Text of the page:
Glioblastoma patients typically have a poor prognosis and few treatment options due to tumor cell heterogeneity, incomplete surgical resection, blood-brain barrier challenges, and the risk of swelling from chemotherapy side effects.While median survival has increased from 10 to 20 months over the past two decades, and current treatments can slow disease progression, they rarely provide a cure or the outcomes oncologists wish to offer patients.

Recent safety and tolerability data updates from two exploratory cohorts of newly diagnosed glioblastoma patients that received combination immunotherapy plus standard RT, with or without chemotherapy, support additional development for this disease.Treatment was found to be well tolerated with the incidence of high-grade neurological adverse events (AE) consistent with those previously reported in glioblastoma.Addition of the chemotherapy drug was not associated with any significant additional AEs other than those found when it is used alone.6

Because methylation of the O-6-methylguanine-DNA methyltransferase (MGMT) gene that produces carcinogenic guanine mutations in DNA has been linked to improved outcomes when chemotherapy is added to RT, patients were assigned to study groups based on methylation status.6 The first group included 55 study participants total, 12 patients with methylated MGMT and 43 with unmethylated MGMT. The second group, which had 58 participants, only included those with unmethylated MGMT.6

Combination therapy that included immunotherapeutic agents, RT, and chemotherapy was given to the first group, the one that included patients with either methylated and unmethylated MGMT.6 Immunotherapy was given at 3 mg/kg once every two weeks plus standard RT.6 Chemotherapy was given concurrently at 75 mg/m2 daily. Additional chemotherapy was administered as follow-up at 150 to 200 mg/m2 for five days in a 28-day cycle for at least six or more cycles.6 The 58 patients in the group with unmethylated MGMT were given the same dose of immunotherapy and standard RT but did not receive chemotherapy.6

Earlier stage 'cold' tumor lung cancer may benefit

Failure of a recent phase III trial investigating prostate cancer highlights not only the continued challenges, but also new opportunities for combining immunotherapy with RT in cold-tumor cancers known for their poor response to immunotherapy alone.7 When immunotherapy was added to palliative RT in heavily pre-treated low-testosterone metastatic prostate cancer patients researchers did not observe an overall survival benefit, however, a progression-free survival benefit was found.7 Investigators conducted further data analysis that showed a survival benefit was experienced by a subset of these patients who had less advanced metastatic prostate cancer.7 Additional in-depth studies are recommended to determine the efficacy of combination immunotherapy and RT with earlier stage cold tumor cancers.7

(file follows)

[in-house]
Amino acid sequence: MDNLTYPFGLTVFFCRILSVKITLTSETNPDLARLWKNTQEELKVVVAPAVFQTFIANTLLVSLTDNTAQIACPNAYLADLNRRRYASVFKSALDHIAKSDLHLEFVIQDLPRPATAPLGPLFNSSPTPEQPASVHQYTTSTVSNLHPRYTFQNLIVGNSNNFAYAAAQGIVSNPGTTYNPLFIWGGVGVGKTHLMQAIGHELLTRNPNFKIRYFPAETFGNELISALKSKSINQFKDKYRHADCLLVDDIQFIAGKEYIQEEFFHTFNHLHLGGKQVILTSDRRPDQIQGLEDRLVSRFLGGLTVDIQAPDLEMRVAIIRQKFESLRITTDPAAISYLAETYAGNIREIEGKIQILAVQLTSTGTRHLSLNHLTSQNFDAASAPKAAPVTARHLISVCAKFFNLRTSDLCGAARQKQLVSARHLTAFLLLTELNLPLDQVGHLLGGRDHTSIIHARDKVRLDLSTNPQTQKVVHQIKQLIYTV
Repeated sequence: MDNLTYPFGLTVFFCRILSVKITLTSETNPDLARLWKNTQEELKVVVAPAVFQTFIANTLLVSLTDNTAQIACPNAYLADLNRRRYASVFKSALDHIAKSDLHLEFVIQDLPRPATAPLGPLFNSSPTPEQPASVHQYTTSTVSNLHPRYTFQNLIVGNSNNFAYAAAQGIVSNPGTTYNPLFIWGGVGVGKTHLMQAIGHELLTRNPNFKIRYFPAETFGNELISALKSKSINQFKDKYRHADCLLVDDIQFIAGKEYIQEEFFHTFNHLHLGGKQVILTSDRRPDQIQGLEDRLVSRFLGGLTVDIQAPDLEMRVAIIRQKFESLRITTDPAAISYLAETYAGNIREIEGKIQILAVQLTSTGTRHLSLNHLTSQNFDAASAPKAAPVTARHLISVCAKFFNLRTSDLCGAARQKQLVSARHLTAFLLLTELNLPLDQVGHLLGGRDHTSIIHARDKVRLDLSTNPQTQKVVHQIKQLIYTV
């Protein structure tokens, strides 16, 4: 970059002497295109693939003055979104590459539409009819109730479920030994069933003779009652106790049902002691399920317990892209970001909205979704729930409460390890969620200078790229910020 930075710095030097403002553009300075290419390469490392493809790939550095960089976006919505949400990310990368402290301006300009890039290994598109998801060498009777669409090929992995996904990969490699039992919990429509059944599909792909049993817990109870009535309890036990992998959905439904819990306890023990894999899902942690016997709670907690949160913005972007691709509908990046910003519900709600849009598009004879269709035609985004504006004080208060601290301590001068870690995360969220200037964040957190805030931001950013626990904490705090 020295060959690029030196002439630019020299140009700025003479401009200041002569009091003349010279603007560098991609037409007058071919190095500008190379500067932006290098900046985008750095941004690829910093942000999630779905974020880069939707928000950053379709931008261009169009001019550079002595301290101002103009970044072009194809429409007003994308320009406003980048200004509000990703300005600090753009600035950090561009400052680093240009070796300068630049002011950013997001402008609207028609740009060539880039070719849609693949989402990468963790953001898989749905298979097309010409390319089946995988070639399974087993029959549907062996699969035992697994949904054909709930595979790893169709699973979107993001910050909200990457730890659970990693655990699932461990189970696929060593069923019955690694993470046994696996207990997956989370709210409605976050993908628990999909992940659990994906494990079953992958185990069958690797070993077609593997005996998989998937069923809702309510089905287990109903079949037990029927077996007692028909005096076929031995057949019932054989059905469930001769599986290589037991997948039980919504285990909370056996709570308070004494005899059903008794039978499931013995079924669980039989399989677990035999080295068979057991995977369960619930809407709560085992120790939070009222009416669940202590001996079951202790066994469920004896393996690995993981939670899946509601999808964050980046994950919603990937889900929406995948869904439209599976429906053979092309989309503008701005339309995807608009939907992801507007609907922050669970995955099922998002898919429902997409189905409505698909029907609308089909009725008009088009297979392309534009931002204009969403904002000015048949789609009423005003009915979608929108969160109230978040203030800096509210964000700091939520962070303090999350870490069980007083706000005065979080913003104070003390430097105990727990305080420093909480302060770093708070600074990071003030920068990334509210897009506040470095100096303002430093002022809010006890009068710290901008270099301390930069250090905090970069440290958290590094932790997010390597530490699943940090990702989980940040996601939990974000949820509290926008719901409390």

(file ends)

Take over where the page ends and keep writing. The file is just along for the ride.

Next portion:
Multi-site advanced solid tumors show improvement

Improved outcomes for patients with advanced solid tumors and multiple metastatic sites were reported by the first and largest prospective trial investigating the safety of multi-site ablative stereotactic body radiotherapy (SBRT) combined with immunotherapy.8 Ovarian/fallopian tube, NSCLC, breast, cholangiocarcinoma, and endometrial were the primary cancers included in the trial with results demonstrating the administration of SBRT before immunotherapy was well tolerated.8

The trial enrolled 79 patients (although only 73 were included in the final analysis) with metastatic solid tumors who experienced disease progression while on standard treatment.8 Study participants were considered heavily pre-treated with a median number of five prior therapies.8 Investigators used the Response Evaluation Criteria in Solid Tumors (RECIST) to determine measurable disease and also confirmed the presence of SBRT-responsive metastases.8

Two to four metastases were chosen for each patient resulting in almost 95 percent of patients receiving SBRT on at least two sites.8 Researchers reported 76 patients received SBRT for a total of 151 metastases irradiated.8 Metastatic tumor locations included 30 in the peripheral lung, 23 in the central lung, 28 in the abdomen/pelvis, and 24 in the liver.8 Other metastatic sites that were treated less frequently include bone (16), mediastinal/thoracic (15), and the spine (15).8 At least one cycle of immunotherapy was initiated within seven days after the final SBRT treatment for 73 patients.8